Lottery Application was submitted in 1996 to Arts Council England (ACE) to refurbish and upgrade the facilities. In October 1996, £40,000 was granted to pay for consultancy to test the feasibility and viability of the project.
On 16 January 1997, ACE agreed to grant Mansfield District Council up to £1,630,471 ‘towards the cost of continuing the upgrading, refurbishment and redevelopment of the public, disabled and technical facilities of the Palace Theatre.’
The Theatre closed in May 1997 for refurbishment. The old stage area was totally demolished, leaving a gaping hole at the front of the auditorium. This led to a total rebuilding of the stage with increased height, width and depth, the fitting of a counterweight flying system and the installation of an orchestra pit lift. This allowed the front of the stage to be raised or lowered to form either an apron in the up position or a pit in the lowest position.
Sight lines were improved by removing the centre aisles in the front stalls to the walls, thereby moving the seats more to the centre. New sound and lighting systems were installed, greatly upgrading the technology to support the touring productions.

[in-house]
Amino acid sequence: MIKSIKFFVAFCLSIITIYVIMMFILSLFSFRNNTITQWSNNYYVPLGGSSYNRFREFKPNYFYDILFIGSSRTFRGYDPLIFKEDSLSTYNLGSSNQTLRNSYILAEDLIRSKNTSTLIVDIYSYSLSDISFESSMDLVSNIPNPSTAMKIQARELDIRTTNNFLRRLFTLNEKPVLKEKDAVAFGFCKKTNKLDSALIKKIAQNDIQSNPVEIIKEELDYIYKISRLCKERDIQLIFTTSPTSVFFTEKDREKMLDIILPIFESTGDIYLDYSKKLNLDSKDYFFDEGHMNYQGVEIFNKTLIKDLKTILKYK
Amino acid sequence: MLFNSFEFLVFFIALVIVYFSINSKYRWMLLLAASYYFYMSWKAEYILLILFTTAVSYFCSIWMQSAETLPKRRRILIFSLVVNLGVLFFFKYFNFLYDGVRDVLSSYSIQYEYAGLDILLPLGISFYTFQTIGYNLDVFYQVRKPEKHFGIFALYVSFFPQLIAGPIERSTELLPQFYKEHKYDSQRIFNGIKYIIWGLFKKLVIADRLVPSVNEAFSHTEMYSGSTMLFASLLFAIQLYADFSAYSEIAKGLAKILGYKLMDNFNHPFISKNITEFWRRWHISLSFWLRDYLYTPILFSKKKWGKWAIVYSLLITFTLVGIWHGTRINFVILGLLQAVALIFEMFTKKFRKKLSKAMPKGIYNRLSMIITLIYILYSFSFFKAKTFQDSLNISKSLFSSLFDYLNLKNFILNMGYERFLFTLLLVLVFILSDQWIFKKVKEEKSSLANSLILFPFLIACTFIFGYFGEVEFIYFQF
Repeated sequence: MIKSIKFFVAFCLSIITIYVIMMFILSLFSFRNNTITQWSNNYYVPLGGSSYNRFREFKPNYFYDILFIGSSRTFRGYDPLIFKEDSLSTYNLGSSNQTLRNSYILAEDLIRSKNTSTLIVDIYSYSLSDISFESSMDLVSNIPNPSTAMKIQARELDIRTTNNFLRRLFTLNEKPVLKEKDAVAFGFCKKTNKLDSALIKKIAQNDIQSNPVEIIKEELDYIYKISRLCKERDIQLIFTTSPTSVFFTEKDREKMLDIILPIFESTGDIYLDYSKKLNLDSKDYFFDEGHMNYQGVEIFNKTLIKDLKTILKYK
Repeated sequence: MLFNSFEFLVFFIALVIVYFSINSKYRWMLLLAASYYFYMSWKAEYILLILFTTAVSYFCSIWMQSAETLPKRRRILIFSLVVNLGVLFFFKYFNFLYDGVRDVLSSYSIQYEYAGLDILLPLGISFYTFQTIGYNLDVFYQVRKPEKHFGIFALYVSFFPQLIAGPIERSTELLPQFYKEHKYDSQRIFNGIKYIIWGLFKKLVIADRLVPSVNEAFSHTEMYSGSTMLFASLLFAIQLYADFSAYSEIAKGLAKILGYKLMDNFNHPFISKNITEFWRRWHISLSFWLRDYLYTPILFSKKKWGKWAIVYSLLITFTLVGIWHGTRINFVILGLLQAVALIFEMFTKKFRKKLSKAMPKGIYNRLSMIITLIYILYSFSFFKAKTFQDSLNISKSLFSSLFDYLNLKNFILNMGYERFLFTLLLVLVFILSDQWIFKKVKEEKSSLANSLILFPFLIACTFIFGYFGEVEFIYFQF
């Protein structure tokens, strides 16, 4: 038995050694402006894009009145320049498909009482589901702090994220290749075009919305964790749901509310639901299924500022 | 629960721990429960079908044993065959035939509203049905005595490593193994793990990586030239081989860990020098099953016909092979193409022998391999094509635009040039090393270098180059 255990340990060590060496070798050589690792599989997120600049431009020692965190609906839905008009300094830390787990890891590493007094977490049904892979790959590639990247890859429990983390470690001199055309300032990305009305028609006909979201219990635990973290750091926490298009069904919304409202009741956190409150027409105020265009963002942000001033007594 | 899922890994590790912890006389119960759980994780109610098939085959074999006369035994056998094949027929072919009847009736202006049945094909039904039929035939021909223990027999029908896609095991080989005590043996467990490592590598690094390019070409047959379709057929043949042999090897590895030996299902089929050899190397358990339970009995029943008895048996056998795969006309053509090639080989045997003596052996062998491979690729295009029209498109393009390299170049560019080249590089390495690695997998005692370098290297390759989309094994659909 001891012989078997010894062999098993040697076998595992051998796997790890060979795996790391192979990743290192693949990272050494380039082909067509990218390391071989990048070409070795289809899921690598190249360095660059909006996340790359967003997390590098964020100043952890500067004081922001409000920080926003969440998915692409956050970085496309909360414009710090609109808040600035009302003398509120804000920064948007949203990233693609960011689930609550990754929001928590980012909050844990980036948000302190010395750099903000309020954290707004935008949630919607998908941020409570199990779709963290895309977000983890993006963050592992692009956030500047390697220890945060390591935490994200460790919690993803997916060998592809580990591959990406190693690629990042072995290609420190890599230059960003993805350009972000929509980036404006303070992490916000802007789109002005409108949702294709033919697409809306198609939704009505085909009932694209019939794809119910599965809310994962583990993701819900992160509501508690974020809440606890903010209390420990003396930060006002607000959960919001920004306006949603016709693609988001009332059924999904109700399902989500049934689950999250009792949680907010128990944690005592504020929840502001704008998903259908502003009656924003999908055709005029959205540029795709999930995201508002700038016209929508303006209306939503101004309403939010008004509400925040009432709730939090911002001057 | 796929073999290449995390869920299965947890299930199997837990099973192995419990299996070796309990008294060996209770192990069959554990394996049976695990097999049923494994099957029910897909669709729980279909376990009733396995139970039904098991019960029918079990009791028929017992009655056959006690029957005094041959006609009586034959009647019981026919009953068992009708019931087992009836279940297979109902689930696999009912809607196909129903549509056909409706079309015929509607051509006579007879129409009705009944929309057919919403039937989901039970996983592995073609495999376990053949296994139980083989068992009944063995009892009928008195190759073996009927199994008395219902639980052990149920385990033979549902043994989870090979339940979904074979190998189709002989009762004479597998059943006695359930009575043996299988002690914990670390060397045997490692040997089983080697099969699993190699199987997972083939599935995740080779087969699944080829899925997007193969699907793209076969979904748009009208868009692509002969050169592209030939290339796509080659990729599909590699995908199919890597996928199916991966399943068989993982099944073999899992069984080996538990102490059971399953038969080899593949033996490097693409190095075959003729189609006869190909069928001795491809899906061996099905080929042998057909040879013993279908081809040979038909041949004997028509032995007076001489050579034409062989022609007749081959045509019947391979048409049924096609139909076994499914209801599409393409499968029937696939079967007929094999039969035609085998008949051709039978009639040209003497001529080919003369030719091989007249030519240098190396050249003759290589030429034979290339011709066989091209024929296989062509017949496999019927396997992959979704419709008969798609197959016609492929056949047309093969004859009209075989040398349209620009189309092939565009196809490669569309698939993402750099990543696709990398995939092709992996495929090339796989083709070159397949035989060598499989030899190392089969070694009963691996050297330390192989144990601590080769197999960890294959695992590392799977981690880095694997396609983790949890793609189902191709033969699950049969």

Importantly, new offices with IT equipment were built providing valuable working space for administrative and technical staff who previously had none.
The front of house areas were refurbished, creating an attractive public space that was warm and welcoming and provided an area for theatregoers to purchase their refreshments and to mix and mingle prior to the shows and during the interval.
A computerised box office system in the newly built Box Office replaced the old books of paper tickets, abolishing the original cubicle which opened directly onto the street.
There was also an interactive neon light public art installation created for the façade.
The Theatre reopened on Monday 15 December 1997 in time for the first performance of the pantomime Mother Goose.
Since then the Palace Theatre has gone from strength to strength, drawing its audiences from Mansfield and also well beyond the District’s boundaries. It celebrated its centenary in 2010 and in 2016 experienced its most successful year ever with over 100,000 customers attending its productions and with the average attendance rising to 74% or 395 people per performance.